While manufacturing pesticides few things we must keep in mind, These are,

Raw materials used during manufacturing: Active ingredients and inert ingredients.

Active ingredients - These are natural substances and are also synthesized in the laboratory. The role of active ingredients is to kill the insects. Chlorine, oxygen, and nitrogen are examples of such types. 

Inert ingredients - These ingredients vary according to the type of pesticide used. The role of inert ingredients is to prevent the coating of the plants from the harmful effects of pesticides. Kerosene, water, and emulsifiers are examples of such types.

Steps involved: There are three steps involved in manufacturing the pesticides.
Step 1 – Synthesizing the active ingredient: Firstly, the organic molecule which is considered for preparing the pesticide is altered in the laboratory. Reagents and catalysts are used for this purpose, and the reactions occur under specific climatic conditions, pressure, temperature, etc. The active ingredient is obtained after this process.

Step 2 –Formulating the active ingredient: The active ingredient prepared in the previous step is mixed with inert powders to make dust pesticides. Inert powders are those which are chemically inactive. Liquid pesticides are also prepared by mixing the active ingredient with carriers. Carriers are either liquid or solid chemicals which are used to help the active ingredients. In this way, the pesticides are manufactured.

Step 3 –Dilution of dust pesticides: Finally, the farmer dilutes the dust pesticides to get the desired proportion which can then be applied to the plants and crops.

Properties: Most of the pesticides are water-soluble and volatile.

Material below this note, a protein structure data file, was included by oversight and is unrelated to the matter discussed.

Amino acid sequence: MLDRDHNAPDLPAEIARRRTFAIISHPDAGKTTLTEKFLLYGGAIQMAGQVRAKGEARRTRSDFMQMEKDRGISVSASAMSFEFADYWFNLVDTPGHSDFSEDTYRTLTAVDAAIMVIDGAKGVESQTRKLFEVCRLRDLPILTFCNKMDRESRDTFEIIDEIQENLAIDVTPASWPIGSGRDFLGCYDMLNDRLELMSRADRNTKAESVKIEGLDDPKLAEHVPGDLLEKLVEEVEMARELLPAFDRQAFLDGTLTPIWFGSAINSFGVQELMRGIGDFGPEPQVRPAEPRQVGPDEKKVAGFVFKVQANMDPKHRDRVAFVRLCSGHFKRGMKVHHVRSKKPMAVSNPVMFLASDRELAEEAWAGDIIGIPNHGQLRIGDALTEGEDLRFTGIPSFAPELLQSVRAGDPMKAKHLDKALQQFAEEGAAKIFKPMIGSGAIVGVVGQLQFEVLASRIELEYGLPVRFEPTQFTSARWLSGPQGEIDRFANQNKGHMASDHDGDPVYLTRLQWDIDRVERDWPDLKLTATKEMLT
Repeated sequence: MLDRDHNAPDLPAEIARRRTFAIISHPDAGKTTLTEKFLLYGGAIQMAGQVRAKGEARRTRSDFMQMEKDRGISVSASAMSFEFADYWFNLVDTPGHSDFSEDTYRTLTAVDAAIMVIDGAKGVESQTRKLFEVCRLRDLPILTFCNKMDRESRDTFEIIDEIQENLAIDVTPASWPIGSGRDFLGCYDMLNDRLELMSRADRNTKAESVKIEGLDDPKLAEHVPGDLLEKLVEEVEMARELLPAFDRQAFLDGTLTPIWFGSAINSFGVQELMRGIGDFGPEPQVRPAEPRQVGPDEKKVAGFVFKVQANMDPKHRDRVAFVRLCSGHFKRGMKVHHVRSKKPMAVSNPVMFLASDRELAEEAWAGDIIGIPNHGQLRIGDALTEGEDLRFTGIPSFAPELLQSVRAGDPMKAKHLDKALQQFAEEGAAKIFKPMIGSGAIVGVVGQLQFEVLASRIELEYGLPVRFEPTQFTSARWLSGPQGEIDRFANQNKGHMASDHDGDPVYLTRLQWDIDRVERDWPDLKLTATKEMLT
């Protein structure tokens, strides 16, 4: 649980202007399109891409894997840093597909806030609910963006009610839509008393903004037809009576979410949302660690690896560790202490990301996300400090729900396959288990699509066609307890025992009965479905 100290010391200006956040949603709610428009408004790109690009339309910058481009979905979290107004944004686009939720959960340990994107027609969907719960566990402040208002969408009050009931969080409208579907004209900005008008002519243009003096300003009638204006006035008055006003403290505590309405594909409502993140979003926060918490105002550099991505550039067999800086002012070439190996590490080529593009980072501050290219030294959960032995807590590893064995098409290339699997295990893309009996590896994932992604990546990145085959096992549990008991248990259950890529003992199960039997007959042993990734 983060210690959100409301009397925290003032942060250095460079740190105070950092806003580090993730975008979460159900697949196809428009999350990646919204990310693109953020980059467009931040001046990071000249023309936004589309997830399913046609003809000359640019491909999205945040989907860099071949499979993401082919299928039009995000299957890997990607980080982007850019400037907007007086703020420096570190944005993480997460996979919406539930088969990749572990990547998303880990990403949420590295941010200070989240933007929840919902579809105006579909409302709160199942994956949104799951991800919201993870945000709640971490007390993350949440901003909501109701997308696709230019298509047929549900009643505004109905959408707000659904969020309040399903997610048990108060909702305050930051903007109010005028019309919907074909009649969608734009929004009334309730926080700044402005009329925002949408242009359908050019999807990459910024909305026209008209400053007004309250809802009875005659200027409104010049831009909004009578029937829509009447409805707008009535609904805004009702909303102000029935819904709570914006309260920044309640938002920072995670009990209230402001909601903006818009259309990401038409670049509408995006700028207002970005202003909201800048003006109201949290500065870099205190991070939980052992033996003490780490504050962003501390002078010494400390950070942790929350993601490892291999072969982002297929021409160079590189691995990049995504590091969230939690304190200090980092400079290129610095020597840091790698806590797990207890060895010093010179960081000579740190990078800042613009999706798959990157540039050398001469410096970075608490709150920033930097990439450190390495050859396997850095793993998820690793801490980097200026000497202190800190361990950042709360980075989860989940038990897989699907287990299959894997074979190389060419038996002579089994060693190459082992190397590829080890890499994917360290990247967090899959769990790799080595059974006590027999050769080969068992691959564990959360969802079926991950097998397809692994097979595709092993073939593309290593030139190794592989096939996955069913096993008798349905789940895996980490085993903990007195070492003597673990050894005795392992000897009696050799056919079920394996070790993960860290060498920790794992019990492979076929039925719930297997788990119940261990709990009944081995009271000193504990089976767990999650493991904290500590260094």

• The chemical properties of a pesticide are greatly influenced by environmental conditions like temperature, pH, and moisture.

  • When pesticides are released into the atmosphere, they undergo chemical reactions.
  • If the pesticide has a high vapour pressure, then it easily gets converted into gas.
  • Depending on the half-life of the pesticides, it remains suspended in the environment.

Advantages and disadvantages of pesticides.


  • The diseases arising from water and insects are prevented.
  • It helps in the production of great quality foods at low prices.
  • It is inexpensive.
  • It is easy to store and is available in many countries.
  • It helps for higher crop yield.


  • The insects which are useful for the growth of crops also get killed in the process.
  • It may poison the food and cause harm to human health.
  • It damages the balance of the environment.
  • It also damages the soil, which leads to infertility.
  • Some of the birds and animals die when exposed to pesticides.
  • It also damages human health,creates hazards, colony collapse disorder, and also resist development. 

Toxicity of pesticides:

A pesticide's toxicity refers to its ability to harm a living system, such as a human body 
or sections of it (such as the lungs or respiratory system); a pond, a forest, and the organisms
 that dwell there.
A pesticide's toxicity is determined by a variety of factors.